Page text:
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IDENTIFICATION OF THREE TYPES OF MONONUCLEAR PHAGOCYTES IN THE PERIPHERAL BLOOD

FRANK A. McJUNKIN, M.D.
Arch Intern Med (Chic). 1925;36(6):799-817. doi:10.1001/archinte.1925.00120180051006.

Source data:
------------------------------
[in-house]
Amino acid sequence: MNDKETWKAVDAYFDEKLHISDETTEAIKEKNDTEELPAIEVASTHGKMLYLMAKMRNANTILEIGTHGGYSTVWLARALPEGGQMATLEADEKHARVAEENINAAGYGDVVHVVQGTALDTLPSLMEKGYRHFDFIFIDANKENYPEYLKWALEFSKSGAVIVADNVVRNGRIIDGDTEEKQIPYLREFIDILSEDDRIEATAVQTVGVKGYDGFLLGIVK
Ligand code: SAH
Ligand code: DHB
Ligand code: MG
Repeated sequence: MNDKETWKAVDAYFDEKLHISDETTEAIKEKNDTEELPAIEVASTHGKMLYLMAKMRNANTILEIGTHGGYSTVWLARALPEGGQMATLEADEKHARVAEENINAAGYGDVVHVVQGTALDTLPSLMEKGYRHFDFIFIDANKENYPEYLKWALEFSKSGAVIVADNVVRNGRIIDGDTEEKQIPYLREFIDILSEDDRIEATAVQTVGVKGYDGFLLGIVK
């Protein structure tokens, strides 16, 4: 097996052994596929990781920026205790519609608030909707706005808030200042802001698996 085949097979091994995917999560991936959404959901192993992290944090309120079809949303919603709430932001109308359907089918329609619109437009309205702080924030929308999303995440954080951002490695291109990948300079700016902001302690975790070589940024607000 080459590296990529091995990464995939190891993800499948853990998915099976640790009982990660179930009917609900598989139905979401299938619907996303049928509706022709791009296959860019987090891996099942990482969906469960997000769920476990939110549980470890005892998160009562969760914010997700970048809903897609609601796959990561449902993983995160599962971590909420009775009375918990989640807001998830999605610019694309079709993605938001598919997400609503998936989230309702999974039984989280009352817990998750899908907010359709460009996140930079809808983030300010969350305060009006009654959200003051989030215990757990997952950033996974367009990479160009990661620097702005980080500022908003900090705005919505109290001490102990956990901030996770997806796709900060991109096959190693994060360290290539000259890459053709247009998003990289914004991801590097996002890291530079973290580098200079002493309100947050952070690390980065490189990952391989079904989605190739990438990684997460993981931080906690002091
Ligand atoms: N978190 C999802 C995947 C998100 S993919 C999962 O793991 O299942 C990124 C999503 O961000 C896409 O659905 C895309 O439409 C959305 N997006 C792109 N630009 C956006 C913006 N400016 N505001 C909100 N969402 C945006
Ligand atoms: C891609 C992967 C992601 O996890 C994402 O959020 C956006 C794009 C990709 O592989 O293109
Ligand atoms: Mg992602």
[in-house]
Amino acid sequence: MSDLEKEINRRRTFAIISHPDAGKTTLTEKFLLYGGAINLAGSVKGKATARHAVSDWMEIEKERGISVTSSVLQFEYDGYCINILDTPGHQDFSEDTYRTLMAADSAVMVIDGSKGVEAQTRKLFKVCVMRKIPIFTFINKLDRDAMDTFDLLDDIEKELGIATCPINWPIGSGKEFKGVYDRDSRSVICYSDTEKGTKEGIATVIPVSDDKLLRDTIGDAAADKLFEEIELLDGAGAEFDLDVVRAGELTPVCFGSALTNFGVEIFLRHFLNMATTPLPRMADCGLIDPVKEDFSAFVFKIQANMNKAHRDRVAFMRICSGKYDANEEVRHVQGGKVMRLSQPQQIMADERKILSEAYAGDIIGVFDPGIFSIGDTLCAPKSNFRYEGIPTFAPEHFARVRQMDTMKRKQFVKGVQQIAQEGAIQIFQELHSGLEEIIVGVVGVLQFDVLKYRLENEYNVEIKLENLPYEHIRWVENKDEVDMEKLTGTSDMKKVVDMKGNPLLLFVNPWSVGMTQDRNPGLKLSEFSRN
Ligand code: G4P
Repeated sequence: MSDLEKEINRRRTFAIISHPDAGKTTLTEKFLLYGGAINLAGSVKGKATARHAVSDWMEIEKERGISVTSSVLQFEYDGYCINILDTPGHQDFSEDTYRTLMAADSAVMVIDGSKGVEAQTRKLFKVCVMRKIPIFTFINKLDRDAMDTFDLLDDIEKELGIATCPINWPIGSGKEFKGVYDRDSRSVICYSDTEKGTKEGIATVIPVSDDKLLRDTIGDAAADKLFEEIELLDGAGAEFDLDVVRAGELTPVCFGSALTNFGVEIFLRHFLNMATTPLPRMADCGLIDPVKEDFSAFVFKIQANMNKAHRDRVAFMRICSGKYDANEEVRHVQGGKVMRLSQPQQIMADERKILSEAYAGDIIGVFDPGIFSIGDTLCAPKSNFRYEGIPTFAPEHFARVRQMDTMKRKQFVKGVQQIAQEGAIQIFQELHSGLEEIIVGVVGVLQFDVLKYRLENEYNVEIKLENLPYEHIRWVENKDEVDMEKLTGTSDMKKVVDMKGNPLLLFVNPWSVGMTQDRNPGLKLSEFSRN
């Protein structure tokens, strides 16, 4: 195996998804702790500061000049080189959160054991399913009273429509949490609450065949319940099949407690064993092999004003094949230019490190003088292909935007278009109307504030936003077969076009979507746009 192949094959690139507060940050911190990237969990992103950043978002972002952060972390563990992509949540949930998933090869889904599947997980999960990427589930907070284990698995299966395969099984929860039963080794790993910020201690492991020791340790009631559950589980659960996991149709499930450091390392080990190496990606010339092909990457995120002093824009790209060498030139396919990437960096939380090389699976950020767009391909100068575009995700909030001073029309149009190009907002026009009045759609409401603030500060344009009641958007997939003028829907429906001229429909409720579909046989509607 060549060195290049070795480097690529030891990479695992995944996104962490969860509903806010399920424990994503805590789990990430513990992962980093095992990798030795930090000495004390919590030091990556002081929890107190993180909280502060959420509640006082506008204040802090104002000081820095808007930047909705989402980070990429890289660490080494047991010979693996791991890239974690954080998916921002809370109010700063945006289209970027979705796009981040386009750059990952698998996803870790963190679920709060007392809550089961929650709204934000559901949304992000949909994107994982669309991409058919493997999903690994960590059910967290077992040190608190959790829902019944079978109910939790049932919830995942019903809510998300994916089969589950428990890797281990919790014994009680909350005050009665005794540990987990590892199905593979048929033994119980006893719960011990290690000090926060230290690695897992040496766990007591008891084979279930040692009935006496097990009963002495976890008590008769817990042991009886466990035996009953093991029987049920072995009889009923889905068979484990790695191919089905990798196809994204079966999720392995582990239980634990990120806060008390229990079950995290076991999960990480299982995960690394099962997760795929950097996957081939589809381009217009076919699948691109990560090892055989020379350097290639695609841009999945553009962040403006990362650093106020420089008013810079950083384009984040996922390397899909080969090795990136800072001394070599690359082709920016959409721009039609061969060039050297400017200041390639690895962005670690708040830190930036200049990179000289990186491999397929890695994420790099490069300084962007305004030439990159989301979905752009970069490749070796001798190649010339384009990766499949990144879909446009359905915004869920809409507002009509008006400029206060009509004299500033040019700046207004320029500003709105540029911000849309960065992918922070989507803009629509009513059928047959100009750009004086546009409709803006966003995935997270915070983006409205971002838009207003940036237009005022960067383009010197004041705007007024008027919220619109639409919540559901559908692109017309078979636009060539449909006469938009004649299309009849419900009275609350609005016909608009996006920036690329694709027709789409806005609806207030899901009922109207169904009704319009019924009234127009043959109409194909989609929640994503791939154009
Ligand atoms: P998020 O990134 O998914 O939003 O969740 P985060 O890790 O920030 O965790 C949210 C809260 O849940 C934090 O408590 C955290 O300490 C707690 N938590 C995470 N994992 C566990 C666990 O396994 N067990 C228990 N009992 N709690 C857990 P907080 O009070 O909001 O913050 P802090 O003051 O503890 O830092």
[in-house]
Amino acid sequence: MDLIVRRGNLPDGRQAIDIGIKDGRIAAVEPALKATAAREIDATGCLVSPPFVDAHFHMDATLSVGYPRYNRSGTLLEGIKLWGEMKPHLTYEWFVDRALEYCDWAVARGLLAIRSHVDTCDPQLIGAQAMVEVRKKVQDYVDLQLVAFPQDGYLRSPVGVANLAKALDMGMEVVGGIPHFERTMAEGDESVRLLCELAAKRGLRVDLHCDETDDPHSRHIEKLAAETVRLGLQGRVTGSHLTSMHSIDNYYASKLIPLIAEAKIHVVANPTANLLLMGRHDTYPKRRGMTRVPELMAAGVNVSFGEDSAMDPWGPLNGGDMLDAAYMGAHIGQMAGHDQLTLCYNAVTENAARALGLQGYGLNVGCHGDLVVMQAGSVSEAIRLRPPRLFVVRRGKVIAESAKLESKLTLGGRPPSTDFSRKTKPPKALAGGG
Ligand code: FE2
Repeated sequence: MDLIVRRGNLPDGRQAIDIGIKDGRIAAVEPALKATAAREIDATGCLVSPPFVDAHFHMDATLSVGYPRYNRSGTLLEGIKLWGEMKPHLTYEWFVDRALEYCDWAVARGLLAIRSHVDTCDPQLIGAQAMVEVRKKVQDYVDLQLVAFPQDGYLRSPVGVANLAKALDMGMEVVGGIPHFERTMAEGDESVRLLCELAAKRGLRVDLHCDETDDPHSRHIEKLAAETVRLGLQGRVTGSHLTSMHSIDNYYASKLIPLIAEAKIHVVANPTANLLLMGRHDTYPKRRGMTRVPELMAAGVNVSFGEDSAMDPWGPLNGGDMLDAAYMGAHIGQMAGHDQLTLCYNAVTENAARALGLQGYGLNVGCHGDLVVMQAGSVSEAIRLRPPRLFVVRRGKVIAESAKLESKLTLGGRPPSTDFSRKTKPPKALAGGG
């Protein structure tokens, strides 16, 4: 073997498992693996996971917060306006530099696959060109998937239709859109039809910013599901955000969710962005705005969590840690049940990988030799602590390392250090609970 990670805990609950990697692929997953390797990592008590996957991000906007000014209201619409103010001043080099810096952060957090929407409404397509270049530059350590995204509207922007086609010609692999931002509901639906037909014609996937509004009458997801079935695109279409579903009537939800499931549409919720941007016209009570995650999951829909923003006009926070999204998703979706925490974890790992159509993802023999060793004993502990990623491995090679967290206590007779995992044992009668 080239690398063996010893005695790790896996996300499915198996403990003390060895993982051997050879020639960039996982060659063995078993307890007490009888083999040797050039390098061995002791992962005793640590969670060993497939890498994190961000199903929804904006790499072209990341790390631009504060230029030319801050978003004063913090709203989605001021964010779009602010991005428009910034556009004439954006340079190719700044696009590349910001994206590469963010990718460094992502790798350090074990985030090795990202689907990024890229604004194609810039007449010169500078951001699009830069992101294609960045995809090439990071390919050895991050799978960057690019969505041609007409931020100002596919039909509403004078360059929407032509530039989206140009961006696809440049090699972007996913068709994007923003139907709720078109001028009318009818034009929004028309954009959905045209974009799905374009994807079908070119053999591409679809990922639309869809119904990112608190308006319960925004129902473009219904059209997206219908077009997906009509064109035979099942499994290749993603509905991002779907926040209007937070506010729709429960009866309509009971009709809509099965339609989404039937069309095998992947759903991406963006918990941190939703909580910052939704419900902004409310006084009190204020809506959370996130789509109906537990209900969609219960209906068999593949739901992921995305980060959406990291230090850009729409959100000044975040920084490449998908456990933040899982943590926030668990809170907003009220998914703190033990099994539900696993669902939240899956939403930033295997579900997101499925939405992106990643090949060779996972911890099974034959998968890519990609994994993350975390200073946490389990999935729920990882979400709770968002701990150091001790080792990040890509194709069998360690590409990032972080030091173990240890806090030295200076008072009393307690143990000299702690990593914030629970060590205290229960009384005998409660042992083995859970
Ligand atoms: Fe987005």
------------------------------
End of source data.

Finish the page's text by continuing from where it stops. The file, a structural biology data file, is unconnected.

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The presence in the peripheral blood of a relatively large number of granular polymorphonuclear leukocytes and of lymphocytes has greatly facilitated the investigations by means of which these white blood cells have been traced to the bone marrow and to the lymphoid tissue, respectively. The determination of the origin of the mononuclear phagocytes which are much less numerous in the normal blood has been attended with greater difficulty. Ehrlich,1 by the use of differential staining and especially by the method employing the triacid stain, recognized in the blood a large mononuclear leukocyte which he thought came from the spleen and the bone marrow and which was in the circulating blood transformed into the polymorphonuclear leukocyte. He observed further that some mononuclear leukocytes had indentations in the nuclei together with a few fine granules in the cytoplasm, and these he regarded as the transitional forms between the mononuclear leukocyte and the

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